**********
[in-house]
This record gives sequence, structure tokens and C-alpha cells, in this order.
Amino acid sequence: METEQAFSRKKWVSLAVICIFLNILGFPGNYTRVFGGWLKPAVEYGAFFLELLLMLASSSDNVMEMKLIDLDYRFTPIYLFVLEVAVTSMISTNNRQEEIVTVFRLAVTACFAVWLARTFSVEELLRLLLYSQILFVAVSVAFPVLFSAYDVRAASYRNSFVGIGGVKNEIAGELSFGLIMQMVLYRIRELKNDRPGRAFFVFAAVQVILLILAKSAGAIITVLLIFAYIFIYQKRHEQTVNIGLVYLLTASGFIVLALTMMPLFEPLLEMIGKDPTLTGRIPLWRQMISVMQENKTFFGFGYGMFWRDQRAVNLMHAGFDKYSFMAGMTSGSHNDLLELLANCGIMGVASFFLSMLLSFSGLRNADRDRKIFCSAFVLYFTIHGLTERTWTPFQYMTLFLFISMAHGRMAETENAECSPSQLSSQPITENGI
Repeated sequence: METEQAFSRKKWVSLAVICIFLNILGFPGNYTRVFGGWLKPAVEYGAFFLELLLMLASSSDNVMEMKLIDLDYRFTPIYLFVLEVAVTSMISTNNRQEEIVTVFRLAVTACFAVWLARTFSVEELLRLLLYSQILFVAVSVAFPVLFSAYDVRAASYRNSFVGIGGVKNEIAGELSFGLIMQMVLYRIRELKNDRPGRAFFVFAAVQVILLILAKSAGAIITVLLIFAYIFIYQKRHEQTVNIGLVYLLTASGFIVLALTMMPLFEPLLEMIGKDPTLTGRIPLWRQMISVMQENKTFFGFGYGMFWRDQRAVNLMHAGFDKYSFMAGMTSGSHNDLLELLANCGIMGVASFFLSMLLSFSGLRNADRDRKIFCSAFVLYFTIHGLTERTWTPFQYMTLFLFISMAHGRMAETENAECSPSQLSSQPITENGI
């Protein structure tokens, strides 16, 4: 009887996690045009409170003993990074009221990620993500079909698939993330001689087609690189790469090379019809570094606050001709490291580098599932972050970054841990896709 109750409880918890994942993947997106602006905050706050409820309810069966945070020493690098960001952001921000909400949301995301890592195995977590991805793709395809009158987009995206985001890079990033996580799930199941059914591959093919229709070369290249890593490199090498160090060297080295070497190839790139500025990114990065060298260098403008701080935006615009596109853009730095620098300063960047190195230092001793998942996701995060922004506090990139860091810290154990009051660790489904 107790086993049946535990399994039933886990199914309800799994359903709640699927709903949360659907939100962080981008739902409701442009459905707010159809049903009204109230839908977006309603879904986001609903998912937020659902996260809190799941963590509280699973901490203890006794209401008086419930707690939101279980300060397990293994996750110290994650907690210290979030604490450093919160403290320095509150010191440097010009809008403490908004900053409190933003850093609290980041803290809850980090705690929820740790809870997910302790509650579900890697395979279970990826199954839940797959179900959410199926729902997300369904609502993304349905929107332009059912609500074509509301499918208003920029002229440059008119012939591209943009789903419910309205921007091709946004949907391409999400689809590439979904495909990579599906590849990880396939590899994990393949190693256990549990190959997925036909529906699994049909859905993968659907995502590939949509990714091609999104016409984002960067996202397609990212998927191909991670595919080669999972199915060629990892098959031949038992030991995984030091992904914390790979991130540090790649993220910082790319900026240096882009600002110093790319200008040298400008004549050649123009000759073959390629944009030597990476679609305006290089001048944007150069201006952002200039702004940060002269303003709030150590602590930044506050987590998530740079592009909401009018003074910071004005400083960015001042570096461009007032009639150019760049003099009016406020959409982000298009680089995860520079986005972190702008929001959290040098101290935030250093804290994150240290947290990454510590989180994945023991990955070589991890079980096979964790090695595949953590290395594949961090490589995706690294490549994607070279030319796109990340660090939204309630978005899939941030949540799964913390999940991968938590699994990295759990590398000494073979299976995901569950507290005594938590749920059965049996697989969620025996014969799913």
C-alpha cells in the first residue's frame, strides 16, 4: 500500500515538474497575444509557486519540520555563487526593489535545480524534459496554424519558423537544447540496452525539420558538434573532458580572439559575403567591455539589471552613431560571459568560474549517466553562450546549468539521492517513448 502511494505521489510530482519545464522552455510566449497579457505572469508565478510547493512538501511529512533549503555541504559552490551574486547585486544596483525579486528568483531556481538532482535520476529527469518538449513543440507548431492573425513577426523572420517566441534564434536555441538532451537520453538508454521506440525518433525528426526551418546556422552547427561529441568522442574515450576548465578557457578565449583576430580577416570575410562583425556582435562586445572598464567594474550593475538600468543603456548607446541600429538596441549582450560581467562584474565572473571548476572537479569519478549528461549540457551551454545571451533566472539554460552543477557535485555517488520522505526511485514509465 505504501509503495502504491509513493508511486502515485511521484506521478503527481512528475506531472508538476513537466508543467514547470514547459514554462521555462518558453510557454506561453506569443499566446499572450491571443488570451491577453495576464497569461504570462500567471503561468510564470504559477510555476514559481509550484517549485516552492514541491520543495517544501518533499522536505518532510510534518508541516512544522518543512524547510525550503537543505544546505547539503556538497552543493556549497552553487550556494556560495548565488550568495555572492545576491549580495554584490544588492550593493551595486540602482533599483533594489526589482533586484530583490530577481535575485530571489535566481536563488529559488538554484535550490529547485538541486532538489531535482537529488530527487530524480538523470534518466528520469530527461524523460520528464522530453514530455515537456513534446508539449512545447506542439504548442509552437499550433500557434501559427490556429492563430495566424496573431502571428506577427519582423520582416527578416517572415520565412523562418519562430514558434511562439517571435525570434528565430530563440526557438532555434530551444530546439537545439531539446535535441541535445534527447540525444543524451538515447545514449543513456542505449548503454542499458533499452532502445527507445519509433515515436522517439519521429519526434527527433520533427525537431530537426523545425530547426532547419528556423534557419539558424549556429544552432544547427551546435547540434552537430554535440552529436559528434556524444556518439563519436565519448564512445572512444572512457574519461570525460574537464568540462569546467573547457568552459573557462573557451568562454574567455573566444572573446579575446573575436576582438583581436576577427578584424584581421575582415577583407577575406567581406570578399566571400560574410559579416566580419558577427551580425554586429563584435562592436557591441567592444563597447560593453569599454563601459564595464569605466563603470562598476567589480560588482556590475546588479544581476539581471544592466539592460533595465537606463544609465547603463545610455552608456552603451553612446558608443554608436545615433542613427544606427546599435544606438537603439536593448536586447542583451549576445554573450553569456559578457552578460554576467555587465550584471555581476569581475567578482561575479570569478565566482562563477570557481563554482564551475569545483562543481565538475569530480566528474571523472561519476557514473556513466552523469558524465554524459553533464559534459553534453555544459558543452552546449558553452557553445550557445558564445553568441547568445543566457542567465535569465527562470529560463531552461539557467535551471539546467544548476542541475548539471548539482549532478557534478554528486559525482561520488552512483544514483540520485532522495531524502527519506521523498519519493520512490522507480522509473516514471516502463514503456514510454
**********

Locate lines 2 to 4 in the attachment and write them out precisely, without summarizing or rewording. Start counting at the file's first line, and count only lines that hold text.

This record gives sequence, structure tokens and C-alpha cells, in this order.
Amino acid sequence: METEQAFSRKKWVSLAVICIFLNILGFPGNYTRVFGGWLKPAVEYGAFFLELLLMLASSSDNVMEMKLIDLDYRFTPIYLFVLEVAVTSMISTNNRQEEIVTVFRLAVTACFAVWLARTFSVEELLRLLLYSQILFVAVSVAFPVLFSAYDVRAASYRNSFVGIGGVKNEIAGELSFGLIMQMVLYRIRELKNDRPGRAFFVFAAVQVILLILAKSAGAIITVLLIFAYIFIYQKRHEQTVNIGLVYLLTASGFIVLALTMMPLFEPLLEMIGKDPTLTGRIPLWRQMISVMQENKTFFGFGYGMFWRDQRAVNLMHAGFDKYSFMAGMTSGSHNDLLELLANCGIMGVASFFLSMLLSFSGLRNADRDRKIFCSAFVLYFTIHGLTERTWTPFQYMTLFLFISMAHGRMAETENAECSPSQLSSQPITENGI
Repeated sequence: METEQAFSRKKWVSLAVICIFLNILGFPGNYTRVFGGWLKPAVEYGAFFLELLLMLASSSDNVMEMKLIDLDYRFTPIYLFVLEVAVTSMISTNNRQEEIVTVFRLAVTACFAVWLARTFSVEELLRLLLYSQILFVAVSVAFPVLFSAYDVRAASYRNSFVGIGGVKNEIAGELSFGLIMQMVLYRIRELKNDRPGRAFFVFAAVQVILLILAKSAGAIITVLLIFAYIFIYQKRHEQTVNIGLVYLLTASGFIVLALTMMPLFEPLLEMIGKDPTLTGRIPLWRQMISVMQENKTFFGFGYGMFWRDQRAVNLMHAGFDKYSFMAGMTSGSHNDLLELLANCGIMGVASFFLSMLLSFSGLRNADRDRKIFCSAFVLYFTIHGLTERTWTPFQYMTLFLFISMAHGRMAETENAECSPSQLSSQPITENGI